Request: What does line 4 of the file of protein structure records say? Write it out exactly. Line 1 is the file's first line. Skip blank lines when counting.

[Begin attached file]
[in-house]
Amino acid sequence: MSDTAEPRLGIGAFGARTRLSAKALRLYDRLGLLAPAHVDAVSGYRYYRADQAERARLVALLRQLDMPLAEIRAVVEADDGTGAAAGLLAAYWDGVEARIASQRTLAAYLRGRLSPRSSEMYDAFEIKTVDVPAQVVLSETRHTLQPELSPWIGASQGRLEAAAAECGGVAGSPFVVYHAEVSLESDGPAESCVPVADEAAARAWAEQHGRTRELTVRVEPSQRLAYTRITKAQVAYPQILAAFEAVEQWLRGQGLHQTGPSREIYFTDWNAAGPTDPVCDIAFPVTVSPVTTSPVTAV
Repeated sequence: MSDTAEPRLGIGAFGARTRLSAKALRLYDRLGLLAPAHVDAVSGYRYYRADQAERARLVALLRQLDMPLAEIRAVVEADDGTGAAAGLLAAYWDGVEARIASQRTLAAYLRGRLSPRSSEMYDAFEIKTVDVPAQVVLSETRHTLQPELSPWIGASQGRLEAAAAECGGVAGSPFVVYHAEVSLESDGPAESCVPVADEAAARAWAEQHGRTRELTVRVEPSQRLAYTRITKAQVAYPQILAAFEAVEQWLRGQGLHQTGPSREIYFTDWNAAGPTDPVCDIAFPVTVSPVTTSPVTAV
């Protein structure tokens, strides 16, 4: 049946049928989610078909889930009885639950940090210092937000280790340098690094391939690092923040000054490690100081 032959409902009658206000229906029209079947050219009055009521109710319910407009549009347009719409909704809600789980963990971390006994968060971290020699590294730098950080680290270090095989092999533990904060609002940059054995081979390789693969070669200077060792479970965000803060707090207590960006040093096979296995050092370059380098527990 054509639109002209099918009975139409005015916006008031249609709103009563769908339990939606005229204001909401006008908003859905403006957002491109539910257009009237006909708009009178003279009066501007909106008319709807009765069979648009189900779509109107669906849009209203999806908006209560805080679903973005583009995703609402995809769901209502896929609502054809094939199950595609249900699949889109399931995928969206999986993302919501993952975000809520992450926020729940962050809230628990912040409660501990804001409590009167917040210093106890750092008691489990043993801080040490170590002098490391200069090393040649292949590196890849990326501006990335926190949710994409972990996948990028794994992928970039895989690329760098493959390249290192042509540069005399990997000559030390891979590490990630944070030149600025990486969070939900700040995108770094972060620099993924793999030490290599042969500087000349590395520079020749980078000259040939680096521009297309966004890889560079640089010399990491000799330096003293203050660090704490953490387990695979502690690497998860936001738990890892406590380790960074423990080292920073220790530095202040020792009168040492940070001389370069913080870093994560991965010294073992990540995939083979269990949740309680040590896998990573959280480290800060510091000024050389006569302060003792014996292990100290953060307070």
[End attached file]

């Protein structure tokens, strides 16, 4: 049946049928989610078909889930009885639950940090210092937000280790340098690094391939690092923040000054490690100081 032959409902009658206000229906029209079947050219009055009521109710319910407009549009347009719409909704809600789980963990971390006994968060971290020699590294730098950080680290270090095989092999533990904060609002940059054995081979390789693969070669200077060792479970965000803060707090207590960006040093096979296995050092370059380098527990 054509639109002209099918009975139409005015916006008031249609709103009563769908339990939606005229204001909401006008908003859905403006957002491109539910257009009237006909708009009178003279009066501007909106008319709807009765069979648009189900779509109107669906849009209203999806908006209560805080679903973005583009995703609402995809769901209502896929609502054809094939199950595609249900699949889109399931995928969206999986993302919501993952975000809520992450926020729940962050809230628990912040409660501990804001409590009167917040210093106890750092008691489990043993801080040490170590002098490391200069090393040649292949590196890849990326501006990335926190949710994409972990996948990028794994992928970039895989690329760098493959390249290192042509540069005399990997000559030390891979590490990630944070030149600025990486969070939900700040995108770094972060620099993924793999030490290599042969500087000349590395520079020749980078000259040939680096521009297309966004890889560079640089010399990491000799330096003293203050660090704490953490387990695979502690690497998860936001738990890892406590380790960074423990080292920073220790530095202040020792009168040492940070001389370069913080870093994560991965010294073992990540995939083979269990949740309680040590896998990573959280480290800060510091000024050389006569302060003792014996292990100290953060307070």